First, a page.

Lausten
 
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Lausten
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16 December 2016 09:41
 

I marched against nukes, and wrote Reagan and told him I wouldn’t register for the military (that was post draft). I suffered no consequences for that. When we setup the “peacekeeping” in the former Yugoslavia, I had to rethink my pacifism. I saw there are times when it is morally wrong to do nothing, to allow a real and imminent threat to do actual harm. We need pacifists, we need people who refuse to fight, but it can’t be everyone, not even a majority.

 
 
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16 December 2016 14:52
 
hannahtoo - 13 December 2016 06:41 AM

SkepticX:

Pacifism isn’t a tool in your tactical tool bag. If you’re acknowledging the potential for the necessity of violence, you’re not arguing pacifism, by definition.

Right, I am not a pacifist by strict definition.  Few people are.

That’s kind of like saying you’re not a purist by strict definition. Few people are ... because they’re okay with some impurities.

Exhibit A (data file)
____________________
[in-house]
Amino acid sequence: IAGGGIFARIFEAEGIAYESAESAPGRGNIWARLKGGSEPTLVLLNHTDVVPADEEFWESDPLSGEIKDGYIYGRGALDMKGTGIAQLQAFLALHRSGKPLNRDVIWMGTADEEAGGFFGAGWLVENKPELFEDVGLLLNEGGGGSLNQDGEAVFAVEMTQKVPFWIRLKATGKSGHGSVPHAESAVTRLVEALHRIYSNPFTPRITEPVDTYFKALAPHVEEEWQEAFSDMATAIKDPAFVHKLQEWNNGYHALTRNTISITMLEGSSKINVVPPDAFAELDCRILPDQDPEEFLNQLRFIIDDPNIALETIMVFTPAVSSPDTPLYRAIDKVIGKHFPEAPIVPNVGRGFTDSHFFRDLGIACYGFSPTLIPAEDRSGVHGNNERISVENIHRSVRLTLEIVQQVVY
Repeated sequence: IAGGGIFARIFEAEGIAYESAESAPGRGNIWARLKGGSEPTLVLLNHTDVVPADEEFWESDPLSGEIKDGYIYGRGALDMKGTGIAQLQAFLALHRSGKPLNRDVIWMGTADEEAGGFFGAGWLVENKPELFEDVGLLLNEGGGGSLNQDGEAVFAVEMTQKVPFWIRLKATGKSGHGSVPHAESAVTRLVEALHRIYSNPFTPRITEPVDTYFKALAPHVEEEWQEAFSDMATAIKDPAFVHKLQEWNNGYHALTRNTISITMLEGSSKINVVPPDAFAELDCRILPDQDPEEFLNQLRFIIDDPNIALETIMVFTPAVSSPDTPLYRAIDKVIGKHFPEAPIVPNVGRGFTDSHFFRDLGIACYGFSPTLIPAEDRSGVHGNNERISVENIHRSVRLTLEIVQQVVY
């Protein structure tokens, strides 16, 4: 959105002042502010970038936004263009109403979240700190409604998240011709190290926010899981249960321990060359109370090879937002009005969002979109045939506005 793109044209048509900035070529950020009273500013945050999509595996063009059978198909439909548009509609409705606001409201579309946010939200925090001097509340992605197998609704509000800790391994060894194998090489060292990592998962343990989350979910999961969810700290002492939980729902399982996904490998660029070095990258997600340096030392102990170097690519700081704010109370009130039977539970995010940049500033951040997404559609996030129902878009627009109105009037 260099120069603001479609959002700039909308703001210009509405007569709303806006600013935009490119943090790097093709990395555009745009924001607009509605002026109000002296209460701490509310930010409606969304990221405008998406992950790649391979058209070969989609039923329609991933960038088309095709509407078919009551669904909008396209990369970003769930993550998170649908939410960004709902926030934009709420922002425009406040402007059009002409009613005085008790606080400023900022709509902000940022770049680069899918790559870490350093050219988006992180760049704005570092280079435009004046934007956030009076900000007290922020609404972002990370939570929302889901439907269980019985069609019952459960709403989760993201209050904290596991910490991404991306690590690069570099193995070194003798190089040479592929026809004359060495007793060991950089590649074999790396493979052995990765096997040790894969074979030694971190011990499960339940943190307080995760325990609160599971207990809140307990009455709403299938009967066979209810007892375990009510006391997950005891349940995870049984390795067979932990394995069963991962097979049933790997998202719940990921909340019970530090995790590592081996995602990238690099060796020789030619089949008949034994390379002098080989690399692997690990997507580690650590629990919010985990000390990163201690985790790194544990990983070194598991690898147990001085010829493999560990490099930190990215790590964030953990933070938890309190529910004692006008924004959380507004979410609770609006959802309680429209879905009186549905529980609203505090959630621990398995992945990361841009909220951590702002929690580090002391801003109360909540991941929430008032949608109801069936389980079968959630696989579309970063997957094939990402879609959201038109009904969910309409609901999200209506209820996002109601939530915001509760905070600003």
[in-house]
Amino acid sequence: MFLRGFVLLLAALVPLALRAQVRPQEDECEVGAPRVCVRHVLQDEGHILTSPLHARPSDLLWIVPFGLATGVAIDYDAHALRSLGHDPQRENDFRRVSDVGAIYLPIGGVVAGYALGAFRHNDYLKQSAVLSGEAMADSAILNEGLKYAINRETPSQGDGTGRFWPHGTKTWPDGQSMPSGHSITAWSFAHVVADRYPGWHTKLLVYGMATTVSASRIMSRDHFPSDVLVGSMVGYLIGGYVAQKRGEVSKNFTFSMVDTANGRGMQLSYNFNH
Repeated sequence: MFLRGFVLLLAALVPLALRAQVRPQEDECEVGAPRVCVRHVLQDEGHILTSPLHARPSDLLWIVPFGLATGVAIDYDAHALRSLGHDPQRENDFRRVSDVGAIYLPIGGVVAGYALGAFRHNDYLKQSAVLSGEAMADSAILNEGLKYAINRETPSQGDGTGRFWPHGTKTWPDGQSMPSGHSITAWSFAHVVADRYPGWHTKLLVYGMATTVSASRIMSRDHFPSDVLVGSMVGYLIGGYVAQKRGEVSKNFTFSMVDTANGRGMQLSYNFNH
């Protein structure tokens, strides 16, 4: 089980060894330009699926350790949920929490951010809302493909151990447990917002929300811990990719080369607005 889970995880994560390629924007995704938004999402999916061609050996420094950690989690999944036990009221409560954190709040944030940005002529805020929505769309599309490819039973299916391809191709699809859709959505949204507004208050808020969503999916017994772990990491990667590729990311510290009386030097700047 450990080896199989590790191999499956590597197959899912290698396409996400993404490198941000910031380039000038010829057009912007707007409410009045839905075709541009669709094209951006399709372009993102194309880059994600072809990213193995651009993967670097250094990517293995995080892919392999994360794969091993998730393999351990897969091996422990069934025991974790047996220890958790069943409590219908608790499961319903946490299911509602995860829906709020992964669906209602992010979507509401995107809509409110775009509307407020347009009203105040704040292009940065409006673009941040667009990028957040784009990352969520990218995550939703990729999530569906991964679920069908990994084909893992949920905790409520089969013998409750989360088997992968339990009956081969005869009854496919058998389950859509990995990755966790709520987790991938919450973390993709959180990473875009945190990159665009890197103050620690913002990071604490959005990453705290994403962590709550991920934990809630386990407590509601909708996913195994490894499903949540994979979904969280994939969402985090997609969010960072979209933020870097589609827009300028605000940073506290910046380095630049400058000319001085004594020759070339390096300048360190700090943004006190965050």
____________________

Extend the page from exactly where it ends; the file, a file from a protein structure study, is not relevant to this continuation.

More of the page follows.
It makes no more sense to say you’re a pacifist, just not by a strict definition than to decide you’re a purist, but you’re just okay with some impurity.

 

hannahtoo - 13 December 2016 06:41 AM

I respect the right for people to be pacifists.

Is there an actual option?

 

hannahtoo - 13 December 2016 06:41 AM

They play an important role in society.

In spite of the fact they take their view on violence too far, some of them are certainly eligible to play an important role in society, but are you speaking of a specific pacifist role of some sort? What exactly is this pacifist role you speak of?

 

hannahtoo - 13 December 2016 06:41 AM

And Jesus played an important role as well.  He got people to stop and think in new ways.  Unfortunately his message was warped after his death.

Interesting. I gather you’re talking about one source for Jesus’ real message and another for his corrupted message? Because the Bible speaks resoundingly in the voice of Bronze Age social criticism—arguably fairly enlightened Bronze Age social criticism, granted.

 

hannahtoo - 13 December 2016 06:41 AM

He preached against legalism, but Christianity became a religion with an extremely “narrow gate” for redemption.

It is all about salvation by faith in the resurrection and divinity of Jesus, rather than being primarily about his teachings on living life.

That’s not exactly the product of pure fabrication or even loose interpretation ... eh? There’s ample biblical support for both Jesii.

 
 
hannahtoo
 
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hannahtoo